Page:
This film should have been great. It had a great idea behind it, it contained a few outstanding absurd scenes, and the performances were really good. What it lacked though was a story. It wasn't enough to follow two really idiosyncratic characters in a mental institution just doing their thing for the full 90 minutes or so. I was reminded of Castaway on the Moon that also focused on two oddball characters who don't even talk to one another and the film was full of story and suspense, probably because the audience ends up caring about the characters, thereby rooting for them. In I'm a Cyborg there wasn't anything to root for because the characters never really did anything other…
Like a Korean Wes Anderson film. That thought didn't occur to me until one of the final (well-composed) shots but now I can't unthink it.
Fun visuals, fun characters, fun editing, fun dialog, fun setting. This was by no means a perfect film but I didn't stop smiling once so I'd have trouble faulting it.
Most of the characters are absolute caricatures of mental illness but I still loved the way it was handled and how bizarre the whole thing felt. The way the doctors were all the crazy ones, and the patients just needed different socks so they could fly away in the night time.
No,thanks i would rather watch The Vengeance Trilogy.
Park Chan-wook subverts expectations following his violent vengeance trilogy and inserts the film full of quirkyness instead. The movie comes up with beautiful imagery while blurring reality and fantasy, but is increasingly harder to relate to while Park moves away from tragic backstory and indulges in the fantasy elements instead.
Visually stunning and entertaining, but storywise a bit boring and uneventful.
Wes Anderson is my favorite director but Chan-wook Park is a close second. So far I have loved all of his movies! This one was really good!
Wonderfully oddball 'romantic comedy' (director's own words), certainly not everyone will agree, but I found the story quite lovable.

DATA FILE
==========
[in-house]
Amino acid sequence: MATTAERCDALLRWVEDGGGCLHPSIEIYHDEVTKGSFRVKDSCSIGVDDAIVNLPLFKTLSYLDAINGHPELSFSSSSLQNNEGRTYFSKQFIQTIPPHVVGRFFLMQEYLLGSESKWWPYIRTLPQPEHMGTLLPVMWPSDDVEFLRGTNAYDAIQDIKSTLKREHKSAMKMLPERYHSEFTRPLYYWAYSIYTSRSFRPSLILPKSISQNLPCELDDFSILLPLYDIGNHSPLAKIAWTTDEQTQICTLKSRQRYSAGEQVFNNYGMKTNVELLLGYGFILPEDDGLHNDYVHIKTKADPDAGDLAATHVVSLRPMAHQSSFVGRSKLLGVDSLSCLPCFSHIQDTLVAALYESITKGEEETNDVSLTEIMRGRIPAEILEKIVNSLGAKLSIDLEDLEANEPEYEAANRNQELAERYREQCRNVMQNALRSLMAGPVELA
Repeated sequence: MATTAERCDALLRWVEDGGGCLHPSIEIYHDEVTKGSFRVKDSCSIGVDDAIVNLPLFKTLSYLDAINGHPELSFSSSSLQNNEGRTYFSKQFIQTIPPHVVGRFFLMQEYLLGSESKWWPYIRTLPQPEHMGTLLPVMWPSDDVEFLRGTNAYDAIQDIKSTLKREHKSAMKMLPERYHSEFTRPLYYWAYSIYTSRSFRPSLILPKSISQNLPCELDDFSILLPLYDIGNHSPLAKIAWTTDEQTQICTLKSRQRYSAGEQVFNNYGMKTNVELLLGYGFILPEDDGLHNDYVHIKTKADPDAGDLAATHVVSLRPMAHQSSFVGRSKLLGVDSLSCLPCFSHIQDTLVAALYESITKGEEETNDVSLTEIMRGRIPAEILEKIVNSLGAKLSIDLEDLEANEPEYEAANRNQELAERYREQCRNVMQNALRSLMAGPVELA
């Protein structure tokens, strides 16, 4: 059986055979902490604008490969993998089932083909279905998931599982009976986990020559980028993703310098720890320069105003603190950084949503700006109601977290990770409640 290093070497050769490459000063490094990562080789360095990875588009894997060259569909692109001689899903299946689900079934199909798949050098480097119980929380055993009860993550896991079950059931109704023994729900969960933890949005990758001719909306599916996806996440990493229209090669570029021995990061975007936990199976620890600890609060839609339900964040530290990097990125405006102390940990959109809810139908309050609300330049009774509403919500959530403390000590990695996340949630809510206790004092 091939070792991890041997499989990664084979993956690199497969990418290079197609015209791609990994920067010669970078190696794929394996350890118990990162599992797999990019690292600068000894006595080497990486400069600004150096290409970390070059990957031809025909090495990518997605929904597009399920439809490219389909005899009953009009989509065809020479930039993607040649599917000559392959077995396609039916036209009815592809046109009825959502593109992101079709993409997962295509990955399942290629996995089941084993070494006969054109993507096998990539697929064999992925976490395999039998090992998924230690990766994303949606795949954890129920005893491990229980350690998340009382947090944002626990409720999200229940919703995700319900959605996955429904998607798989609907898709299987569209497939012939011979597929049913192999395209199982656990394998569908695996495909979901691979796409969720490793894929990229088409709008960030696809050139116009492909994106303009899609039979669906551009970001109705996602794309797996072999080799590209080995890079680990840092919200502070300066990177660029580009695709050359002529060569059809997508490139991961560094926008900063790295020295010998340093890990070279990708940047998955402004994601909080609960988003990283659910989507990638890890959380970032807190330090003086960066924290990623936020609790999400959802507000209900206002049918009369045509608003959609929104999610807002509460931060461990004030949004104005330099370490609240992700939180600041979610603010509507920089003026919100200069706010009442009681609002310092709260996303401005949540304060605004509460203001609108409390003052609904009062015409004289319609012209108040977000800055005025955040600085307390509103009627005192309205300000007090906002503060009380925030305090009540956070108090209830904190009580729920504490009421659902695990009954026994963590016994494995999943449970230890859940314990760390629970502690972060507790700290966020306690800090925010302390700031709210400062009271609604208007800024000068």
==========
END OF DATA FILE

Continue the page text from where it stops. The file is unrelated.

I liked the clever humor of the movie, it's definitely weird.
It only gets better and more complex with each viewing, and continues to move up the ranks of my favorite films.
"Park Il-sun: Psycho."
"Young-goon: I'm not a psy-cho. I'm a cy-borg."
Park Chan-wook delivers a surreal yet sincere exploration of what it is to feel disconnected. The film is centered around a woman(Im Soo-jung) who is admitted to a mental institution as she is of the firm belief that she is a cyborg. Her encounters with other patients are comically dark and hilariously absurd all of which are haunted by a morbid kind of trauma each unique to the respective array of colorful characters. The notion of disconnection is reincorporated very well throughout the duration of the film as machinery is often used as a symbol or idea to implement this.
The world which Park Chan-wook is able to execute…
Wacky and weird dark romantic comedy about a girl in a mental asylum who believes she is a cyborg. A cast of colorful characters all with strange mental illnesses such as a guy who steals things, a man who is guilty for nothing, a woman who tells hilarious lies and so on. Watch as our heroine tries to secretly communicate with electronic objects, lick batteries and cause self-harm all for gaining more energy. Despite the dark undertones there is a sweetness to it as she meets another patient who will eventually help her get better. There is no actual plot however despite this the characters do have goals and you'll be watching it for that. Has very psychological and whimsical moments that come across dream like yet is hilariously funny. One of Park-Chan Wook's best movies.
- Only God Forgives
- Fear and Loathing in Las Vegas
- Spring Breakers
- A Field in England
- Miller's Crossing
- Army of Shadows
- Boudu Saved from Drowning
Sometimes I get stuck in a rut when it comes to watching films. I either just watch anything that comes…
- 21 Grams
- Johnny Got His Gun
- The Ugly Swans